Fig 5. Calculated 3D of HOMOs-LUMOs plots and their energies (eV) of the compound by HF and DFT/B3LYP with 6-311G(d,p).

Table 4. Quantum chemical parameters for methyl 4-hydroxybenzoate calculated at the HF and DFT levels.

3.6. Assignments of vibrational spectra

Studying the vibrational spectroscopic spectrum gives a valuable description of the bonding force and the intermolecular bond strength. The FT-IR analysis for the compound was performed with solid sample in the range 400–4000 cm-1 and is illustrated in Fig 6 with the corresponding theoretical spectra. The essential assignment vibration bands of methyl 4-hydroxybenzoate are listed in Table 5 and are compared with the computed results of both HF and DFT/B3LYP with the 6-311G (d,p) basis sets. The OH stretching frequency appeared at 3695 and 3700 cm-1 for HF and DFT, respectively. The corresponding stretching band in the IR spectrum is at 3287 cm−1 with a broadened envelope band due to hydrogen bonding of the phenolic OH group. The hydrogen bond caused the division of the theoretical results and shifted the experimental OH peak to low frequencies [24]. The stretching vibration value of CH phenyl banding was 3040 cm-1 while the vibration of the methyl group was seen at 2900 cm-1. The DFT calculation results for these bands and the HF value are close to the experiments frequencies range. The most characterized band for the ester group (C = O) stretching absorbance was found at 1678 cm-1 in the IR spectrum. Moreover, the other observed band for C = O at 1588 cm−1 is due to the hydrogen bonded to ester group [31]. The HF and DFT calculation showed the C = O frequency at 1672.5 and 1731 cm-1, respectively. the HF value was consistent with the experimental results. The slight differences between these values and the experimental ones are mainly due to the fact that theoretical results were calculated in the gas phase. The vibrations of the other effective bands for esters group C-O-CH3 at 1272 cm-1 and CH3-O at 1115 cm-1 were in the same bond as identified by the HF method. The peaks below 1000 cm-1 were for out-of-plane CH bends and observed in the same range. The correlation between the experimental and theoretical results were R2 = 0.993 and 0.995 for HF and DFT methods, indicating a strong, reliable correlation for experimental and calculated vibrational absorbance values with the HF and DFT methods (See Fig 7).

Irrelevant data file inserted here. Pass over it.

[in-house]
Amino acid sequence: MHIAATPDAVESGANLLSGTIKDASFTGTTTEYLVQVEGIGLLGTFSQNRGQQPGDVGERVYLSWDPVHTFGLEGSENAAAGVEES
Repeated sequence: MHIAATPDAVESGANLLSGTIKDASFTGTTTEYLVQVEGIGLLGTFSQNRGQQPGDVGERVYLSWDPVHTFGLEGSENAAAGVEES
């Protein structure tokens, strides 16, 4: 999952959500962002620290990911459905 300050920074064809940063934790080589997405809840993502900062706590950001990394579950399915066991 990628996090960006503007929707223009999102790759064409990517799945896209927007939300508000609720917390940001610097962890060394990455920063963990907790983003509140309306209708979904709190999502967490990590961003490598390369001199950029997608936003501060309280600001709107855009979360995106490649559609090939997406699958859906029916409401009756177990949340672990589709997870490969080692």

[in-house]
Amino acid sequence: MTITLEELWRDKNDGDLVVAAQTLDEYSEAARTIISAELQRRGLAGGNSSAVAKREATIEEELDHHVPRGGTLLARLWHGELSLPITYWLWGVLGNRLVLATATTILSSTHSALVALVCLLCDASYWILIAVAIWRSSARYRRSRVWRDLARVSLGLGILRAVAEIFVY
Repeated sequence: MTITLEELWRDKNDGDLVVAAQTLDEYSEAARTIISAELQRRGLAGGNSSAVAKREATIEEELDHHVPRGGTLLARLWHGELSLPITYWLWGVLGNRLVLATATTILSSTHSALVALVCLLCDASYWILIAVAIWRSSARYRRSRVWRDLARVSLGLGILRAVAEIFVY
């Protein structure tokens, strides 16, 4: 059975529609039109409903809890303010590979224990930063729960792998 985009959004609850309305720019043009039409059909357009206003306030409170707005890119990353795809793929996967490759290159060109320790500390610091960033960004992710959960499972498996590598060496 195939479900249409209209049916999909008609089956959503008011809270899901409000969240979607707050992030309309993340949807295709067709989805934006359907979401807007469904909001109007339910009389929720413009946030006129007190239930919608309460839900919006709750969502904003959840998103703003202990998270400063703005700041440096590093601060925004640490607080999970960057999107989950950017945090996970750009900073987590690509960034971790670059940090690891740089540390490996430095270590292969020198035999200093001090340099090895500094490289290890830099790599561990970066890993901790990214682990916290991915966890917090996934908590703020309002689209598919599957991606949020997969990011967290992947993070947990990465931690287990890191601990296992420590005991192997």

Fig 6. Comparative representations of FT-IR spectra for methyl 4-hydroxybenzoate.

Fig 7. Correlation between observed and calculated IR vibrational frequencies of methyl 4-hydroxybenzoate.

Table 5. Observed and calculated IR wavenumbers for methyl 4-hydroxybenzoate.


In an attempt to explore the optimized geometry of methyl 4-hydroxybenzoate and harmonic vibration mode, we carried out theoretical studies at the HF and DFT levels with the 6-311G (d,p) basis set, using the structural data obtained from single crystal XRD. The computed RMSD values illustrated that the bond length and the dihedral angle obtained from the single crystal structural analysis were most likely correlated to the theoretical calculation HF and DFT, respectively. Mulliken atomic charge analysis indicated that the three oxygens are donor atoms in the molecule and active sites for chemical bonding. The low value of the energy gap between HOMO and LUMO informs on the reactivities of the organic molecule and agrees with the high softness results. The collected results will be useful in further studies focusing on the coordination chemistry of methyl 4-hydroxybenzoate with metal ions and subsequent biological research.

Supporting information

S1 File. All output file for the calculation have attached in the supplementary data to this article.



We thank King Abdul Aziz University for using their facilities and also thank King Abdullah University of Science and Technology (KAUST) for their support.